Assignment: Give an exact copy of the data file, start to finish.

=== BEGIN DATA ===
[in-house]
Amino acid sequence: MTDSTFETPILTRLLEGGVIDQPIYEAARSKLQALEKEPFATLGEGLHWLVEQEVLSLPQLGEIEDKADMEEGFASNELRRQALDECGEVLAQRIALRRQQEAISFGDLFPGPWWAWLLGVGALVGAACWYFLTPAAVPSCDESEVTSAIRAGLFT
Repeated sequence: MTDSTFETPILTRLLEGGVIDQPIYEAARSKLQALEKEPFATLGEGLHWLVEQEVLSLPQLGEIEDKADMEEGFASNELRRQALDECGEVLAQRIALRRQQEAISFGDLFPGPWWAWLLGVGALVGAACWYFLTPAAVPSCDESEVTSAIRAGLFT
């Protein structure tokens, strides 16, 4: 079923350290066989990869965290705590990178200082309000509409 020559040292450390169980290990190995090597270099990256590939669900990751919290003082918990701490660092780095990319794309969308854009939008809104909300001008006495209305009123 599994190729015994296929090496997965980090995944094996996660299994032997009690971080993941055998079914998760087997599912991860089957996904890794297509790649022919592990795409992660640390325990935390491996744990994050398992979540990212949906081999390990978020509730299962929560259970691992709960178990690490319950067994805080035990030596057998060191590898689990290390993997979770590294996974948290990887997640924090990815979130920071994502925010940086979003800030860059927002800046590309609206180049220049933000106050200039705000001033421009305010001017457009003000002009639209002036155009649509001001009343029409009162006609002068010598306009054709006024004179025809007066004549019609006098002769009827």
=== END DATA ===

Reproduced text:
[in-house]
Amino acid sequence: MTDSTFETPILTRLLEGGVIDQPIYEAARSKLQALEKEPFATLGEGLHWLVEQEVLSLPQLGEIEDKADMEEGFASNELRRQALDECGEVLAQRIALRRQQEAISFGDLFPGPWWAWLLGVGALVGAACWYFLTPAAVPSCDESEVTSAIRAGLFT
Repeated sequence: MTDSTFETPILTRLLEGGVIDQPIYEAARSKLQALEKEPFATLGEGLHWLVEQEVLSLPQLGEIEDKADMEEGFASNELRRQALDECGEVLAQRIALRRQQEAISFGDLFPGPWWAWLLGVGALVGAACWYFLTPAAVPSCDESEVTSAIRAGLFT
């Protein structure tokens, strides 16, 4: 079923350290066989990869965290705590990178200082309000509409 020559040292450390169980290990190995090597270099990256590939669900990751919290003082918990701490660092780095990319794309969308854009939008809104909300001008006495209305009123 599994190729015994296929090496997965980090995944094996996660299994032997009690971080993941055998079914998760087997599912991860089957996904890794297509790649022919592990795409992660640390325990935390491996744990994050398992979540990212949906081999390990978020509730299962929560259970691992709960178990690490319950067994805080035990030596057998060191590898689990290390993997979770590294996974948290990887997640924090990815979130920071994502925010940086979003800030860059927002800046590309609206180049220049933000106050200039705000001033421009305010001017457009003000002009639209002036155009649509001001009343029409009162006609002068010598306009054709006024004179025809007066004549019609006098002769009827």